'Postal' #15 goes by pretty fast. It's a quick read that sets up the next confrontation between Eden and the Aryan brotherhood. However, the opening sequence alone makes this issue worth the cover price.
The action scene that opens the issue is artist Isaac Goodhart and colorist K. Michael Russell at their best. Some of the most explosive panels you'll see in a comic and as tense and pulse-pounding as a movie scene. Goodhart achieves this by quickly moving the "camera" from the perspective of Eden's attacking group to the white supremacists getting besieged with gunfire. The ensuing carnage complete with cleverly designed lettering image that highlights the damage being perpetrated on the bodies of the killed.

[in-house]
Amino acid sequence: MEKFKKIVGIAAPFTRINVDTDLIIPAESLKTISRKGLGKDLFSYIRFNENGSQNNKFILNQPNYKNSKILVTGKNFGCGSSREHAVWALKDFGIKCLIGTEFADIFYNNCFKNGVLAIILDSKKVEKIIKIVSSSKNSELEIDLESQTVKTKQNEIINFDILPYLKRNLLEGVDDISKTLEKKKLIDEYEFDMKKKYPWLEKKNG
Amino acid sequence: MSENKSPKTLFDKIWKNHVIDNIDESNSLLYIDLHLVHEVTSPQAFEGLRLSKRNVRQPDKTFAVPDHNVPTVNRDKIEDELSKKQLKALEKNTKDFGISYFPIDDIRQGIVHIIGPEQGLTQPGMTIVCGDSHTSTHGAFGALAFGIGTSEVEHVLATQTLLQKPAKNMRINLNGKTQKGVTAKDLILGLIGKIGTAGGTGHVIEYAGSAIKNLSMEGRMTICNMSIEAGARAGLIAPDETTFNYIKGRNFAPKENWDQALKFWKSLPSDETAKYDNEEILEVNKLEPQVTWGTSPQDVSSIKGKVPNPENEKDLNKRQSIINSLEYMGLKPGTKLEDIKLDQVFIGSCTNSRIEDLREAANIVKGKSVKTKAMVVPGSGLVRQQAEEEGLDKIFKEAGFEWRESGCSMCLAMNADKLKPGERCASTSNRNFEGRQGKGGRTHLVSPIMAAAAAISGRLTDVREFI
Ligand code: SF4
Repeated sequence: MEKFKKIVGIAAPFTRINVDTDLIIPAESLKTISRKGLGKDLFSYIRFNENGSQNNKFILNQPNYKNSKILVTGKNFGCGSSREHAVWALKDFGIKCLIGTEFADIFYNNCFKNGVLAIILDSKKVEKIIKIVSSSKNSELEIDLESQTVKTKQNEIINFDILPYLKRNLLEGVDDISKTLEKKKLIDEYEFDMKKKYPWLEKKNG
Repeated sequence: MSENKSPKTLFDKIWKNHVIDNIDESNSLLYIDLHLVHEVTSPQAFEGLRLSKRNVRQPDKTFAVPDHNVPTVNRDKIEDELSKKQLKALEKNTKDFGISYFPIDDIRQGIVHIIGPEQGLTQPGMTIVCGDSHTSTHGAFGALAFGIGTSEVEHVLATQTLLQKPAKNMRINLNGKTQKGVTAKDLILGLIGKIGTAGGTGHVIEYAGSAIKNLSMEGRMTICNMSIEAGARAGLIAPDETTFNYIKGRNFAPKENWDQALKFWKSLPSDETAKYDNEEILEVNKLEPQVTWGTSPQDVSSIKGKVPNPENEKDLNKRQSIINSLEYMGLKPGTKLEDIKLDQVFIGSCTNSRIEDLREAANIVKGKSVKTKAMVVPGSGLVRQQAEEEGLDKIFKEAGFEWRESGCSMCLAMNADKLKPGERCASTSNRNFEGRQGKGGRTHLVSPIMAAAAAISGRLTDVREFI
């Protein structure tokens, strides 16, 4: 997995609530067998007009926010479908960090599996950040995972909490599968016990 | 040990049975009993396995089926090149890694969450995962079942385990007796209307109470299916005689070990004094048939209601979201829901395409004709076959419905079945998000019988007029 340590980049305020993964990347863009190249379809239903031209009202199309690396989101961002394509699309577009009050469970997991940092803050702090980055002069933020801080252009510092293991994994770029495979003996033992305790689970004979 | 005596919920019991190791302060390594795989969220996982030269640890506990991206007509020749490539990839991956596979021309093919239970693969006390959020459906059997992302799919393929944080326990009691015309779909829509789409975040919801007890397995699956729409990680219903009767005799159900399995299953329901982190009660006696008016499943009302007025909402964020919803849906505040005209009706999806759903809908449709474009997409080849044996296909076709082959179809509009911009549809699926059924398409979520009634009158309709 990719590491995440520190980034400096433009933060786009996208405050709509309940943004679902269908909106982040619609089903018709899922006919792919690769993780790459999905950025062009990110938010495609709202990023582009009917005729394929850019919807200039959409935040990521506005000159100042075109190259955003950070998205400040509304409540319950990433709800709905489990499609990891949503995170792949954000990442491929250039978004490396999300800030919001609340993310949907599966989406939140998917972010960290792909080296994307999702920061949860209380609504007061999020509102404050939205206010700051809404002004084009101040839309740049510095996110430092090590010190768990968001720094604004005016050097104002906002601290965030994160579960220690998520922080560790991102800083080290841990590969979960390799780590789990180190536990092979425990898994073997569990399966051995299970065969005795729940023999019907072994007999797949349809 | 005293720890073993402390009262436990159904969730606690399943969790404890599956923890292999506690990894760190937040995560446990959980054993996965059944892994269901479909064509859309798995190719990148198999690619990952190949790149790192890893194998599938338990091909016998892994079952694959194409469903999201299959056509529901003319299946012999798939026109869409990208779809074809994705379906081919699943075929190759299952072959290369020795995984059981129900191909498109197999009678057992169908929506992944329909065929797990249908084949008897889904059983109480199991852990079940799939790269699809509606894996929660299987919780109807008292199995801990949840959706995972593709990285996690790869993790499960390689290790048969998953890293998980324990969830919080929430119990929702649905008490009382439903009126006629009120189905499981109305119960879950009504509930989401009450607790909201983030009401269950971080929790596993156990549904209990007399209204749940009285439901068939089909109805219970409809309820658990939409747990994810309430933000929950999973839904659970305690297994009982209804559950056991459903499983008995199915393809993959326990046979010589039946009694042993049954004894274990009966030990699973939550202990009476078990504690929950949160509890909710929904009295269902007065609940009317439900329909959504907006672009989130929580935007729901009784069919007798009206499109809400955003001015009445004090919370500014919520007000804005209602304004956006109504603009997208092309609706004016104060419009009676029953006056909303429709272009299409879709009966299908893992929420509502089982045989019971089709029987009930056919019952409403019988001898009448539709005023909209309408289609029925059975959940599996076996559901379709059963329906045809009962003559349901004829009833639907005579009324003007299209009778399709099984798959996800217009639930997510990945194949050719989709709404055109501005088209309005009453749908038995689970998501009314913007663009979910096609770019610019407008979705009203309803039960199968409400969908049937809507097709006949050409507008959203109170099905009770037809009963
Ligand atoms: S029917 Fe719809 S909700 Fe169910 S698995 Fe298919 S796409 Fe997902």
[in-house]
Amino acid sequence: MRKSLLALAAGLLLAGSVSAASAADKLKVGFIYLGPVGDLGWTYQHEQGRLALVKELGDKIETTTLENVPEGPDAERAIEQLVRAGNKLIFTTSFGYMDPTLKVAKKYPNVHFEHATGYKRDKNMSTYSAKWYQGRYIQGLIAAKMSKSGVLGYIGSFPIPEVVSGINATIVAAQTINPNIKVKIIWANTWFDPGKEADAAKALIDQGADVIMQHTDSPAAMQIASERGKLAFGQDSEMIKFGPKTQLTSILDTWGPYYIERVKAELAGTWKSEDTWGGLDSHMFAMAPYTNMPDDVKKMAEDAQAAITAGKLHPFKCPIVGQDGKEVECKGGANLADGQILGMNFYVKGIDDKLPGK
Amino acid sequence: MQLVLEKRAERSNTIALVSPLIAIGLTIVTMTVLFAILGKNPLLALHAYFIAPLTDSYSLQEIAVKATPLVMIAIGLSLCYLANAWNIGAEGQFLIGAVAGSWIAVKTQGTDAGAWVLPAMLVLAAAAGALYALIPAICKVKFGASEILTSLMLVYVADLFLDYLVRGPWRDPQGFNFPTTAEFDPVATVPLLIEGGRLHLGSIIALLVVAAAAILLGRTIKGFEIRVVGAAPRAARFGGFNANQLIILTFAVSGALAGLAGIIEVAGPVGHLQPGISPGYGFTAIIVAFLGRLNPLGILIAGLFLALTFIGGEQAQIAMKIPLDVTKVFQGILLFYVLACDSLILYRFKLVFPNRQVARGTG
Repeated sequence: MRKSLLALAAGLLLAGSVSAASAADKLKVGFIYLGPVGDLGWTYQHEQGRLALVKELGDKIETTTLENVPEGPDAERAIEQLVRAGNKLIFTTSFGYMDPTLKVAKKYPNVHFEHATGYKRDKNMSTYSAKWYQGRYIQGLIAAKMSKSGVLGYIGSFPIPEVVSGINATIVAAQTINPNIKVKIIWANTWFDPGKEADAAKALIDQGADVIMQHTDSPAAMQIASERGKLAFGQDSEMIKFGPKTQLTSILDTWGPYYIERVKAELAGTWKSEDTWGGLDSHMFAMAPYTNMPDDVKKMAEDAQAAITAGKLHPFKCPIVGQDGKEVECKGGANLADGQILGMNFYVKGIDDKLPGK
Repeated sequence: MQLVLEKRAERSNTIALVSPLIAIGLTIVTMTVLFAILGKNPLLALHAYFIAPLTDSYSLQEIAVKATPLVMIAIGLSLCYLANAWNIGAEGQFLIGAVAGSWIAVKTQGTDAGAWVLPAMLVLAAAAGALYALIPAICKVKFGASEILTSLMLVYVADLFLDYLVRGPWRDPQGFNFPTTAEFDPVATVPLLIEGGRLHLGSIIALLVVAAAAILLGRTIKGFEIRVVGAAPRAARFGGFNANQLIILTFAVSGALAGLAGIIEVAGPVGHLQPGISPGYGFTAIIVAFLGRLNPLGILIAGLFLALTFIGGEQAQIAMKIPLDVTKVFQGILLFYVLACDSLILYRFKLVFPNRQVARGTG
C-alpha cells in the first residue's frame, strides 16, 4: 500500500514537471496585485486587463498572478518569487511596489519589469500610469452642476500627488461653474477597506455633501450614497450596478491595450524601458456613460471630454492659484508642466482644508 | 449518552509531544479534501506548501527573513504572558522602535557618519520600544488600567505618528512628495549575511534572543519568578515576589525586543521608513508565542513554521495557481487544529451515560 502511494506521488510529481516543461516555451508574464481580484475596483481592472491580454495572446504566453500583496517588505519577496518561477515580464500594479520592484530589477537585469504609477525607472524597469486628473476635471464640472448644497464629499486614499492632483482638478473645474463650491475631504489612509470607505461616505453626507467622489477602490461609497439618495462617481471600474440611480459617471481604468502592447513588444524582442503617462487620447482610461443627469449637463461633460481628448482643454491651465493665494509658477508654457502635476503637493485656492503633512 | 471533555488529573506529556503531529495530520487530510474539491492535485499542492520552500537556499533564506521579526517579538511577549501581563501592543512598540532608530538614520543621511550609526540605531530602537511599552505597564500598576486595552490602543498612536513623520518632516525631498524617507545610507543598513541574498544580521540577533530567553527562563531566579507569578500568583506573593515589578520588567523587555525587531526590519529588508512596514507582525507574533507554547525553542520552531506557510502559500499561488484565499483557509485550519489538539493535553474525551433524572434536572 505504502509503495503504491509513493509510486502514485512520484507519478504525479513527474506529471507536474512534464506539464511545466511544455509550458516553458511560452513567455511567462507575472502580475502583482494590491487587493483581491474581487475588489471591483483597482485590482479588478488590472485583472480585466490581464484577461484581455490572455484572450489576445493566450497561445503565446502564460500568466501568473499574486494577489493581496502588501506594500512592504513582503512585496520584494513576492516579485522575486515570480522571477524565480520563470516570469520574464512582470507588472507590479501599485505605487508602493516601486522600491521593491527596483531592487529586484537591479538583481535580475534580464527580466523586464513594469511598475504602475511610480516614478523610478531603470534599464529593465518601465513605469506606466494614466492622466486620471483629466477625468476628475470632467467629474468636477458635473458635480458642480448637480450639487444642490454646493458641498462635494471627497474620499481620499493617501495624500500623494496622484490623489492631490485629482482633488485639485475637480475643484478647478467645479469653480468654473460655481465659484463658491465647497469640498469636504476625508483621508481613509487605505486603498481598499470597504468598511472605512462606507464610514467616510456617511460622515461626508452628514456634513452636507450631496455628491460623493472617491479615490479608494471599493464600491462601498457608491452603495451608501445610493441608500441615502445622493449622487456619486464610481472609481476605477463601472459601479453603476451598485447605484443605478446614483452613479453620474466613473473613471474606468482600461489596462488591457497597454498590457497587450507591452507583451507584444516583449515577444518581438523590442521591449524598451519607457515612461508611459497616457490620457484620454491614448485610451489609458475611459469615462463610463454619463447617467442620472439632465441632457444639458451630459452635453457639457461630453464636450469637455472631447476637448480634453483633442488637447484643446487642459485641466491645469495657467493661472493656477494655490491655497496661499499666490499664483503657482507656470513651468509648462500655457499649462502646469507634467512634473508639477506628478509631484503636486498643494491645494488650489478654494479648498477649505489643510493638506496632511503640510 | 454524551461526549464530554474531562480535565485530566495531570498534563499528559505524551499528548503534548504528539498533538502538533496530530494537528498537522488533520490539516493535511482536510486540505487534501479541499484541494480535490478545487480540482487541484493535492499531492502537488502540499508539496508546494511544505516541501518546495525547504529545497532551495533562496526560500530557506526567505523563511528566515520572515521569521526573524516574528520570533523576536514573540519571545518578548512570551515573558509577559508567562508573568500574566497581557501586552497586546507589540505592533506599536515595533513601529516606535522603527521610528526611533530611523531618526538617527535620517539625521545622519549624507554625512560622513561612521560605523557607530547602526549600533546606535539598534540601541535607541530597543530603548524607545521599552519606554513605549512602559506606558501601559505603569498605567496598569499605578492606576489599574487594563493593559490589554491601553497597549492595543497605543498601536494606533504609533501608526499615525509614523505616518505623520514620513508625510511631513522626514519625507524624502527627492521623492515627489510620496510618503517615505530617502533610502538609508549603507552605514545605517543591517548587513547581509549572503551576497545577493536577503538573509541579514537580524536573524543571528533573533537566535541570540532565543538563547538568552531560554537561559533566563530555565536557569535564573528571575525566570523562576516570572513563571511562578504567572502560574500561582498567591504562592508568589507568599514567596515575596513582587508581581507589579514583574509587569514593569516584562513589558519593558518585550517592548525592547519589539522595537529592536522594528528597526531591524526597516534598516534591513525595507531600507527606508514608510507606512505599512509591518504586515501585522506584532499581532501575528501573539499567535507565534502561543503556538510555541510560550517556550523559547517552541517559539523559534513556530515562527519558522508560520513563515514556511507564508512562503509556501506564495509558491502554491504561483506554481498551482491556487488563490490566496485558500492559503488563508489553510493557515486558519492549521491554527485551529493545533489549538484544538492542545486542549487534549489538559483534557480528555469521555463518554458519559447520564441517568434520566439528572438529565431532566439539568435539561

It's an auspicious beginning by Bryan Hill that makes the warring factions even but knowing the ruthlessness of mayor Laura Shiffron, she plays to win and at all costs. Not even a doctor's visit lessens her edge. The attack is all part of the plan and she has Mark setting the table for her next move. From there we get the reaction from Abner about the attack and even get some more character development. Hill almost, almost succeeds in making him a sympathetic figure.
The most poignant and uncomfortable scene comes from Curtis' conversation with Rowan. It's a sobering discussion that is awkward and infuriating but honest. Hill moves his players around on the chess board preparing them for what's sure to be an epic battle in the next issue. 'Postal' produces the type of drama that you'd see on television. It's full of twists and dubious characters.
At the heart of the series is Mark who continues to evolve, using his smarts and gaining confidence to deal with all the different shady citizens of Eden. There's no shortage of danger and suspense in town and Hill, Goodhart, and Russell are on a roll. 'Postal' is about to explode.